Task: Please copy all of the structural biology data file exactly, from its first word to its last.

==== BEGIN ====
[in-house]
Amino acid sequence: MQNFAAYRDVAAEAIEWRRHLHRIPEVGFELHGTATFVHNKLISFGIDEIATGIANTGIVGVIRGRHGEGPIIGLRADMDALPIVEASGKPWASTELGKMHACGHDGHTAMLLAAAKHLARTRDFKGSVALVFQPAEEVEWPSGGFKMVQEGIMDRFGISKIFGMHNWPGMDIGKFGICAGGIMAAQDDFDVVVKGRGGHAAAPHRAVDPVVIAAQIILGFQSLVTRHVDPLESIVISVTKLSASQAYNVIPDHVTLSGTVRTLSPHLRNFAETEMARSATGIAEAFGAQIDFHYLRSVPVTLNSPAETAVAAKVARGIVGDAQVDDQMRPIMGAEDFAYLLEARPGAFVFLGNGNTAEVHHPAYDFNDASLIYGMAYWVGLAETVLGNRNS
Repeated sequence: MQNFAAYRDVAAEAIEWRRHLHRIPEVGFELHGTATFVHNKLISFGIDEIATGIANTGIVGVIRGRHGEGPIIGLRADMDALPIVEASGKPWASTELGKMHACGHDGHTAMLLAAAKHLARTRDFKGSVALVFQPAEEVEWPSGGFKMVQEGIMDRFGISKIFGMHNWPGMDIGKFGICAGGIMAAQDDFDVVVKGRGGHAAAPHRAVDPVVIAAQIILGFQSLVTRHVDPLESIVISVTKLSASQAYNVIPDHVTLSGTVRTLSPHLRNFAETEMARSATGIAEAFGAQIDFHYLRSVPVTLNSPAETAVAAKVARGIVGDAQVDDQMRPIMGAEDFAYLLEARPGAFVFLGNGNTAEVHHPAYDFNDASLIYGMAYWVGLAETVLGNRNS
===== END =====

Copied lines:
[in-house]
Amino acid sequence: MQNFAAYRDVAAEAIEWRRHLHRIPEVGFELHGTATFVHNKLISFGIDEIATGIANTGIVGVIRGRHGEGPIIGLRADMDALPIVEASGKPWASTELGKMHACGHDGHTAMLLAAAKHLARTRDFKGSVALVFQPAEEVEWPSGGFKMVQEGIMDRFGISKIFGMHNWPGMDIGKFGICAGGIMAAQDDFDVVVKGRGGHAAAPHRAVDPVVIAAQIILGFQSLVTRHVDPLESIVISVTKLSASQAYNVIPDHVTLSGTVRTLSPHLRNFAETEMARSATGIAEAFGAQIDFHYLRSVPVTLNSPAETAVAAKVARGIVGDAQVDDQMRPIMGAEDFAYLLEARPGAFVFLGNGNTAEVHHPAYDFNDASLIYGMAYWVGLAETVLGNRNS
Repeated sequence: MQNFAAYRDVAAEAIEWRRHLHRIPEVGFELHGTATFVHNKLISFGIDEIATGIANTGIVGVIRGRHGEGPIIGLRADMDALPIVEASGKPWASTELGKMHACGHDGHTAMLLAAAKHLARTRDFKGSVALVFQPAEEVEWPSGGFKMVQEGIMDRFGISKIFGMHNWPGMDIGKFGICAGGIMAAQDDFDVVVKGRGGHAAAPHRAVDPVVIAAQIILGFQSLVTRHVDPLESIVISVTKLSASQAYNVIPDHVTLSGTVRTLSPHLRNFAETEMARSATGIAEAFGAQIDFHYLRSVPVTLNSPAETAVAAKVARGIVGDAQVDDQMRPIMGAEDFAYLLEARPGAFVFLGNGNTAEVHHPAYDFNDASLIYGMAYWVGLAETVLGNRNS